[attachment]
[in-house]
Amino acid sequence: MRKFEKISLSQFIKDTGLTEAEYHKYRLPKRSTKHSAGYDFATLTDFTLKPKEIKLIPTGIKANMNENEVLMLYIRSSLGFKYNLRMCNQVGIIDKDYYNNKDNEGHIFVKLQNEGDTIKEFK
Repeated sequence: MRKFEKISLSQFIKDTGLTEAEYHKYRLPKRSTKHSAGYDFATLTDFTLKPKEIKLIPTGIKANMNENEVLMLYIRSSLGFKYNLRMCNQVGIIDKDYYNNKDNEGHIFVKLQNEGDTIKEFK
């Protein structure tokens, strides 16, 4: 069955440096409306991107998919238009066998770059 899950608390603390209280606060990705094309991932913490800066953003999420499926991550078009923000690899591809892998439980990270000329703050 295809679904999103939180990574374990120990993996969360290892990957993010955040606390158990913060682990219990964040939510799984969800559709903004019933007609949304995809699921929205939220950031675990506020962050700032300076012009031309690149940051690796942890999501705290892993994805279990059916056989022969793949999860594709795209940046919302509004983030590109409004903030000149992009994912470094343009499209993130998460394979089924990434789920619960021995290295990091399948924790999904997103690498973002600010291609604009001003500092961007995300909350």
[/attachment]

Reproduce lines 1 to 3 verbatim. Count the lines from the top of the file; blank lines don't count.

[in-house]
Amino acid sequence: MRKFEKISLSQFIKDTGLTEAEYHKYRLPKRSTKHSAGYDFATLTDFTLKPKEIKLIPTGIKANMNENEVLMLYIRSSLGFKYNLRMCNQVGIIDKDYYNNKDNEGHIFVKLQNEGDTIKEFK
Repeated sequence: MRKFEKISLSQFIKDTGLTEAEYHKYRLPKRSTKHSAGYDFATLTDFTLKPKEIKLIPTGIKANMNENEVLMLYIRSSLGFKYNLRMCNQVGIIDKDYYNNKDNEGHIFVKLQNEGDTIKEFK